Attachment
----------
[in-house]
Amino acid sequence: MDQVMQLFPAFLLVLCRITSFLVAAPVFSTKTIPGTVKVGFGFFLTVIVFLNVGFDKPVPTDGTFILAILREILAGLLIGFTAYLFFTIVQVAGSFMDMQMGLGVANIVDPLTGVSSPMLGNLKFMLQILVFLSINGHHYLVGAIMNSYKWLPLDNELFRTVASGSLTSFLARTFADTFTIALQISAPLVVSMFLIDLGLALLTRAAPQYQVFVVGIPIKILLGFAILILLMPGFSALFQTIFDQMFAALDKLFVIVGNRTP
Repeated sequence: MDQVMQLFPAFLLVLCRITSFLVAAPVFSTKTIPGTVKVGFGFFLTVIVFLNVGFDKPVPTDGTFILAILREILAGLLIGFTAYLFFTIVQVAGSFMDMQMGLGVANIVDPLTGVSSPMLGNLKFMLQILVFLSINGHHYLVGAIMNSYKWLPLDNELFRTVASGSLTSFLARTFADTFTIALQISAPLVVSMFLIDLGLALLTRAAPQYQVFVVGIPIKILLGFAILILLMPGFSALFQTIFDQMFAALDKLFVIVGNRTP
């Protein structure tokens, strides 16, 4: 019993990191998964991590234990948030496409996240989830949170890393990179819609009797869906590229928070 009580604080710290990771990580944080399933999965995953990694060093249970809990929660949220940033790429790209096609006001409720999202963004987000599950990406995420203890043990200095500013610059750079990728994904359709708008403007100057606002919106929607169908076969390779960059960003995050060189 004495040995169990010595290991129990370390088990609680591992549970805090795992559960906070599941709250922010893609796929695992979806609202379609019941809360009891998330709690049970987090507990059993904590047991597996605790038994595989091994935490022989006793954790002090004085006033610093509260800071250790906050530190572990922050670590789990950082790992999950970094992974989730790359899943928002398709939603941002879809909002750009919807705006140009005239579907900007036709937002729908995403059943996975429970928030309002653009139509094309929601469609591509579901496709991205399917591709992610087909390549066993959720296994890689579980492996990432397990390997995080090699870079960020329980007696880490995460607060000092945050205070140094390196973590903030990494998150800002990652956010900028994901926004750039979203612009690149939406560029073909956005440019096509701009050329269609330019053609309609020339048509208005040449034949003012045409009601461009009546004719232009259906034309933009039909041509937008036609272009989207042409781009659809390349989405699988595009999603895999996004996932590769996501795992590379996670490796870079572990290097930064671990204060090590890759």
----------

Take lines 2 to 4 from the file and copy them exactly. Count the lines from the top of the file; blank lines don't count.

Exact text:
Amino acid sequence: MDQVMQLFPAFLLVLCRITSFLVAAPVFSTKTIPGTVKVGFGFFLTVIVFLNVGFDKPVPTDGTFILAILREILAGLLIGFTAYLFFTIVQVAGSFMDMQMGLGVANIVDPLTGVSSPMLGNLKFMLQILVFLSINGHHYLVGAIMNSYKWLPLDNELFRTVASGSLTSFLARTFADTFTIALQISAPLVVSMFLIDLGLALLTRAAPQYQVFVVGIPIKILLGFAILILLMPGFSALFQTIFDQMFAALDKLFVIVGNRTP
Repeated sequence: MDQVMQLFPAFLLVLCRITSFLVAAPVFSTKTIPGTVKVGFGFFLTVIVFLNVGFDKPVPTDGTFILAILREILAGLLIGFTAYLFFTIVQVAGSFMDMQMGLGVANIVDPLTGVSSPMLGNLKFMLQILVFLSINGHHYLVGAIMNSYKWLPLDNELFRTVASGSLTSFLARTFADTFTIALQISAPLVVSMFLIDLGLALLTRAAPQYQVFVVGIPIKILLGFAILILLMPGFSALFQTIFDQMFAALDKLFVIVGNRTP
């Protein structure tokens, strides 16, 4: 019993990191998964991590234990948030496409996240989830949170890393990179819609009797869906590229928070 009580604080710290990771990580944080399933999965995953990694060093249970809990929660949220940033790429790209096609006001409720999202963004987000599950990406995420203890043990200095500013610059750079990728994904359709708008403007100057606002919106929607169908076969390779960059960003995050060189 004495040995169990010595290991129990370390088990609680591992549970805090795992559960906070599941709250922010893609796929695992979806609202379609019941809360009891998330709690049970987090507990059993904590047991597996605790038994595989091994935490022989006793954790002090004085006033610093509260800071250790906050530190572990922050670590789990950082790992999950970094992974989730790359899943928002398709939603941002879809909002750009919807705006140009005239579907900007036709937002729908995403059943996975429970928030309002653009139509094309929601469609591509579901496709991205399917591709992610087909390549066993959720296994890689579980492996990432397990390997995080090699870079960020329980007696880490995460607060000092945050205070140094390196973590903030990494998150800002990652956010900028994901926004750039979203612009690149939406560029073909956005440019096509701009050329269609330019053609309609020339048509208005040449034949003012045409009601461009009546004719232009259906034309933009039909041509937008036609272009989207042409781009659809390349989405699988595009999603895999996004996932590769996501795992590379996670490796870079572990290097930064671990204060090590890759």